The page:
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En ytterst interessant bok om alt du ikke vet
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En ytterst interessant bok om alt du ikke vet

3.8 of 5 stars 3.80  ·  rating details  ·  5,497 ratings  ·  442 reviews
TráI Đất có 1 mặt trăng? - SAI
Everest là ngọn núi cao nhất thế giới? - SAI
Alexander Graham Bell phát minh ra điện thoại? - SAI
Tất cả những gì bạn nghĩ là mình biết đều sai
Lả một cuốn sách bán chạy hàng đầu, cuốn catalogue này, bao gồm toàn diện mọi hiểu lầm, nhận thức sai lệch về kiến thức tổng quát, sẽ khiến bạn tự hỏi tại sao người ta lại bận tâm đến việc đi học.
Paperback, 242 pages
Published 2008 by Font Forlag (first published 2006)
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Eva Smith It is random questions and answers. I enjoyed the read and learned a thing or two. All one can ask from a book.
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(showing 1-30 of 3,000)
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Lolly's Library
I may not be the next Ken Jennings upon finishing this book, but it's possible I could stand a reasonable chance to win a few bucks should I ever appear on a trivia-based game show. Short, witty, and cleverishly devil- wait, that's not right. Whatever. The Book of General Ignorance is a perfect book to test the contents of your brain to see what floats...and if it floats, it should be flushed. (Too gross an analogy? Sorry.) To be honest, since I have a trivial brain (and, yes, I mean every word ...more
Malak Alrashed
Jul 22, 2014 Malak Alrashed rated it 4 of 5 stars  ·  review of another edition
Recommends it for: People who love to know about animals, science, places and information. .
*The book is inspired by a BBC comedy quiz show. Go to YouTube and watch it! It's funny.

How much you think you know? And even if you think you know enough information, do you think all of them are true?

This is what the book is about; it corrects the misconceptions that everyone thinks they're true basically because they are "a common knowledge". There are so many things that will shock you and make you wonder how much we really know? And, most importantly, how much of it is true?
I loved getting
Kyle Johnson
If you've never seen an episode (or even a clip) of QI, the british panel show from the BBC, you owe it to yourself to head straight to YouTube and start watching. (I highly recommend the Mannequin Bird clip, and the Parthenon clip. These two made me cry with laughter) Stephen Fry is a delight to watch, Allen Davies is hysterical, and many of the guests add unexpected wit. Series regular Bill Bailey (who is also a regular on Nevermind The Buzzcocks, a similar show about pop music) stands out amo ...more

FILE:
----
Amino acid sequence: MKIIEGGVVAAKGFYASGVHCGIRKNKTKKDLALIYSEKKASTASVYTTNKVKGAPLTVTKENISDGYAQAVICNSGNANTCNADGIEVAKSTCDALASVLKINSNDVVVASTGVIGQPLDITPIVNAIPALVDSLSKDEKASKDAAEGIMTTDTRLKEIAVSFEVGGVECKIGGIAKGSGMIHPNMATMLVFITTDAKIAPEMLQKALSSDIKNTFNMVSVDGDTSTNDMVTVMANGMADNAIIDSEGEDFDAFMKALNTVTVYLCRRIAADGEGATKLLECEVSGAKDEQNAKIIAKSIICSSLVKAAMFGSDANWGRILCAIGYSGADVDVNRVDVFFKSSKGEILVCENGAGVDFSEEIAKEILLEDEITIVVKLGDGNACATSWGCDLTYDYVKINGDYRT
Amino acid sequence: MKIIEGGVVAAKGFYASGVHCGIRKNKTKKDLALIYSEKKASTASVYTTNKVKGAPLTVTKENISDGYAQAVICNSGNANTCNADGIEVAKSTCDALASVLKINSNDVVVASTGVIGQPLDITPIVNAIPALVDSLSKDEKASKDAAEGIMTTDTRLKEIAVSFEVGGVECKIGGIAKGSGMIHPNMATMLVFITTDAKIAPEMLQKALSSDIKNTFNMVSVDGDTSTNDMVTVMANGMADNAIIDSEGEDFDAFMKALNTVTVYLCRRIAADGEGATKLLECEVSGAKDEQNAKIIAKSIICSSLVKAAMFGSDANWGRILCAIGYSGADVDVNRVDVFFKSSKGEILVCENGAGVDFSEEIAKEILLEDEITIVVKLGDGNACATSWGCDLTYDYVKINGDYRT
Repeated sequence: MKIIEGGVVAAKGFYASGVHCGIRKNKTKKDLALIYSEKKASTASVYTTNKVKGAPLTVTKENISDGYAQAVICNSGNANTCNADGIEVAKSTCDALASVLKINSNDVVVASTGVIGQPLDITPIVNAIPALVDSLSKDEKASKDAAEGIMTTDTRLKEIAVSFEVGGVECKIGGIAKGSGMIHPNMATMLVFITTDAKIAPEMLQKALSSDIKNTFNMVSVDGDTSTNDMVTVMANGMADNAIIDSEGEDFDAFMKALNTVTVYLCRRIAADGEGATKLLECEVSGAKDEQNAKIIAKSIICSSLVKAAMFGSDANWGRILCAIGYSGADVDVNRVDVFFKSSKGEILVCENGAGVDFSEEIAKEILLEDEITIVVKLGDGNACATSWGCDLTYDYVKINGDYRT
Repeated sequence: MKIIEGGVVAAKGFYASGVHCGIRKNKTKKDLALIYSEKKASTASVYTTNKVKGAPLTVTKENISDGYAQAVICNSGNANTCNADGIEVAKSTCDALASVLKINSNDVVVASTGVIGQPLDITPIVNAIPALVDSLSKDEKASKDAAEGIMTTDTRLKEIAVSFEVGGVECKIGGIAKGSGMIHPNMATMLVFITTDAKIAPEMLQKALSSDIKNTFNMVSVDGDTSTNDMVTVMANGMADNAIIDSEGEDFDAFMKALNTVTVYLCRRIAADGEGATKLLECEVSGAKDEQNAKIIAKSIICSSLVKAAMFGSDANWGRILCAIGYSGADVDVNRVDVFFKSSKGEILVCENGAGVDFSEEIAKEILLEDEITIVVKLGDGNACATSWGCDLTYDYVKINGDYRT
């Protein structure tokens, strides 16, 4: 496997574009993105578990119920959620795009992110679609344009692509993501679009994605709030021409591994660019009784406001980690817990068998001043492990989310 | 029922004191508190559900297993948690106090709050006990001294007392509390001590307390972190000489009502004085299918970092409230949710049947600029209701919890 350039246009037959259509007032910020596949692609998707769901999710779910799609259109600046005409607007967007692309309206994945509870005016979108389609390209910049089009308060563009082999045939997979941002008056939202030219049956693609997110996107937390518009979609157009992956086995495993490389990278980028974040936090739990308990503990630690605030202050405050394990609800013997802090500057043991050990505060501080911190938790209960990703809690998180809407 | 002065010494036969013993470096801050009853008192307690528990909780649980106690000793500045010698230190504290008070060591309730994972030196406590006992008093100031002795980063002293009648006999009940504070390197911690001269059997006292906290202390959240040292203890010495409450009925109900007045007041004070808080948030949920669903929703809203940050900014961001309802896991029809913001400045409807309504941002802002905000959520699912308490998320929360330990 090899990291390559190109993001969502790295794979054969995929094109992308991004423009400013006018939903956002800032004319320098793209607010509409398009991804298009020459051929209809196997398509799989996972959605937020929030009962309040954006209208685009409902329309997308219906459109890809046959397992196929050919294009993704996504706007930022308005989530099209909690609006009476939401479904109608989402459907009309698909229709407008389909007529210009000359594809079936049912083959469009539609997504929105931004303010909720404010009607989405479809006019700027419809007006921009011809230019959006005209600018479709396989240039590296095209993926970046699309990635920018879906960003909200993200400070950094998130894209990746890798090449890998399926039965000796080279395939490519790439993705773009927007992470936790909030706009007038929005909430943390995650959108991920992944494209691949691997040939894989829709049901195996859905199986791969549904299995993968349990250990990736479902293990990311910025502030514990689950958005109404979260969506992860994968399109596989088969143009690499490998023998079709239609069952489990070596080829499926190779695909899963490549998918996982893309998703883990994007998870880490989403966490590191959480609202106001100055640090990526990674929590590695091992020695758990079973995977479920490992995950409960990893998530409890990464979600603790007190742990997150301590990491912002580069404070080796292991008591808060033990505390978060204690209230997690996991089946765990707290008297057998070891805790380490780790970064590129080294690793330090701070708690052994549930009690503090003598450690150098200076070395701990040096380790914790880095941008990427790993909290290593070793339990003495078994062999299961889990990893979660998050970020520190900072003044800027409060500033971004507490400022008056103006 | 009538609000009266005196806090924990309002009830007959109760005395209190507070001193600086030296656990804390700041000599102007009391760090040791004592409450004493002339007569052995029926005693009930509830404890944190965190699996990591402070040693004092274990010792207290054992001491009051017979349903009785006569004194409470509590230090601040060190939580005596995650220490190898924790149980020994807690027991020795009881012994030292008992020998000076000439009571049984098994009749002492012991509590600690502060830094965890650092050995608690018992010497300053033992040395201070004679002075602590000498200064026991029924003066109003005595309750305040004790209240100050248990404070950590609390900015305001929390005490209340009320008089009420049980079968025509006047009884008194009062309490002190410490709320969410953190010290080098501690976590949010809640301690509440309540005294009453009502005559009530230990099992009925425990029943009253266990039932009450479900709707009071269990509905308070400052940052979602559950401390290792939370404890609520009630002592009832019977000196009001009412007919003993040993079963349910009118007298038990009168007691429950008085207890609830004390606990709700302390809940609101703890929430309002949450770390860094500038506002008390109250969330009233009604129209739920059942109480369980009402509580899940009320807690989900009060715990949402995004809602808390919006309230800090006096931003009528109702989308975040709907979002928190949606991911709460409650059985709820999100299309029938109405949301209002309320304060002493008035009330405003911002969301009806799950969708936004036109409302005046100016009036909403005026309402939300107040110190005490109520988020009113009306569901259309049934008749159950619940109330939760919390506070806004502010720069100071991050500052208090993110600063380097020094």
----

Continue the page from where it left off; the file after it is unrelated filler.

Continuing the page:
This book did have a lot of interesting bits of information in it, but I don’t feel like it succeeded in its goal. We were to learn the truth about so many things about which we have been misinformed. I didn’t find that I actually had the incorrect knowledge on most of this. I think a lot of what they did was argue semantics or just phrase things in tricky ways. For instance, we were properly informed about the highest v. tallest mountain, so Everest would not have been the answer they were look ...more
Patrick Gibson
What's the tallest mountain in the world? Think you know right, Mount Everest, at 29,029 feet? Nope, it is Mauna Kea. Though it is a modest 13,799 above sea level, measured from its seabed base to its summit, it is a whopping 33,465 feet in height, almost three-quarters of a mile higher than Mount Everest. What's the driest place in the world? The Sahara right? It is dry alright, getting just one inch of rain a year but it is the third driest place on Earth. The driest in fact is Antarctica, as ...more
This was an interesting book full of trivia that nobody knows. Now if only I had friends geeky enough to quote it at. :D

I didn't really find this all that humorous, except for the one bit towards the end about the theory of the wise man visiting Jesus who put off getting a gift for the savior until too late and the shops were closed, so had to go halfsies on the frankincense. I giggled at that.

I probably would have rated this higher had I read it instead of listening to the audio. The authors,
Bill Holmes
I've been perusing this one for awhile, as I find that trivia books are best absorbed in small doses. This is one of the better efforts in the genre, a little more erudite than some.